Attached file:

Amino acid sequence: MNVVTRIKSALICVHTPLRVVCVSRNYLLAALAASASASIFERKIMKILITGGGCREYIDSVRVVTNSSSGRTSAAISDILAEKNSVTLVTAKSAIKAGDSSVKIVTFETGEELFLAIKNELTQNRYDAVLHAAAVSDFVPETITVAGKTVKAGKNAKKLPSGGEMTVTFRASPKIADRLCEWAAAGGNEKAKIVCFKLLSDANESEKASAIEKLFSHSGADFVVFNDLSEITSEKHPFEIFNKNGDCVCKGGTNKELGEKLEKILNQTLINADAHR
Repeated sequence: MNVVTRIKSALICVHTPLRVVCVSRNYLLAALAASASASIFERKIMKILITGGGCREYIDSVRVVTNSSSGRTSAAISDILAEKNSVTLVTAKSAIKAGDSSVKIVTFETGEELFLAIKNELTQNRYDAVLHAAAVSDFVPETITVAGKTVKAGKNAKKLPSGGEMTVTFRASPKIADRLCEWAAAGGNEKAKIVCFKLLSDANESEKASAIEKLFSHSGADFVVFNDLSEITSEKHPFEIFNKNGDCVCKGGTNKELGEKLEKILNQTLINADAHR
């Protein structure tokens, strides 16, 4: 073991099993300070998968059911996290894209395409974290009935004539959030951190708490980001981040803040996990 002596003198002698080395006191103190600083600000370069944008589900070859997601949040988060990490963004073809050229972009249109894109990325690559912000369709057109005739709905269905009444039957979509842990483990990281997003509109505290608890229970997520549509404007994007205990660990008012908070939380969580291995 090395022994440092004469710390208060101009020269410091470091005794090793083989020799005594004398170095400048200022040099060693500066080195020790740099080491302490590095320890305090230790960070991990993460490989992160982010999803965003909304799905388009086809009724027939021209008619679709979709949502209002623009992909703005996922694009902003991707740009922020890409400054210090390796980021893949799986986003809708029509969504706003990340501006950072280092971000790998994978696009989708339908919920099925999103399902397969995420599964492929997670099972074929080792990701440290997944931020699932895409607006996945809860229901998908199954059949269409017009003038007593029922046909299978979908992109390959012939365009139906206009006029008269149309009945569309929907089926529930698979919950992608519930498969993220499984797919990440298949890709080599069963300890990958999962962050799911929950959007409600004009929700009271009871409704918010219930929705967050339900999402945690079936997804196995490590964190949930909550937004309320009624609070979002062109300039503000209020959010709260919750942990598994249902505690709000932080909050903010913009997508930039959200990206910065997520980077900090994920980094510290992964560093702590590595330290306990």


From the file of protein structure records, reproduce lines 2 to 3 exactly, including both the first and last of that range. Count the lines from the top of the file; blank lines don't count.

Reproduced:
Repeated sequence: MNVVTRIKSALICVHTPLRVVCVSRNYLLAALAASASASIFERKIMKILITGGGCREYIDSVRVVTNSSSGRTSAAISDILAEKNSVTLVTAKSAIKAGDSSVKIVTFETGEELFLAIKNELTQNRYDAVLHAAAVSDFVPETITVAGKTVKAGKNAKKLPSGGEMTVTFRASPKIADRLCEWAAAGGNEKAKIVCFKLLSDANESEKASAIEKLFSHSGADFVVFNDLSEITSEKHPFEIFNKNGDCVCKGGTNKELGEKLEKILNQTLINADAHR
């Protein structure tokens, strides 16, 4: 073991099993300070998968059911996290894209395409974290009935004539959030951190708490980001981040803040996990 002596003198002698080395006191103190600083600000370069944008589900070859997601949040988060990490963004073809050229972009249109894109990325690559912000369709057109005739709905269905009444039957979509842990483990990281997003509109505290608890229970997520549509404007994007205990660990008012908070939380969580291995 090395022994440092004469710390208060101009020269410091470091005794090793083989020799005594004398170095400048200022040099060693500066080195020790740099080491302490590095320890305090230790960070991990993460490989992160982010999803965003909304799905388009086809009724027939021209008619679709979709949502209002623009992909703005996922694009902003991707740009922020890409400054210090390796980021893949799986986003809708029509969504706003990340501006950072280092971000790998994978696009989708339908919920099925999103399902397969995420599964492929997670099972074929080792990701440290997944931020699932895409607006996945809860229901998908199954059949269409017009003038007593029922046909299978979908992109390959012939365009139906206009006029008269149309009945569309929907089926529930698979919950992608519930498969993220499984797919990440298949890709080599069963300890990958999962962050799911929950959007409600004009929700009271009871409704918010219930929705967050339900999402945690079936997804196995490590964190949930909550937004309320009624609070979002062109300039503000209020959010709260919750942990598994249902505690709000932080909050903010913009997508930039959200990206910065997520980077900090994920980094510290992964560093702590590595330290306990």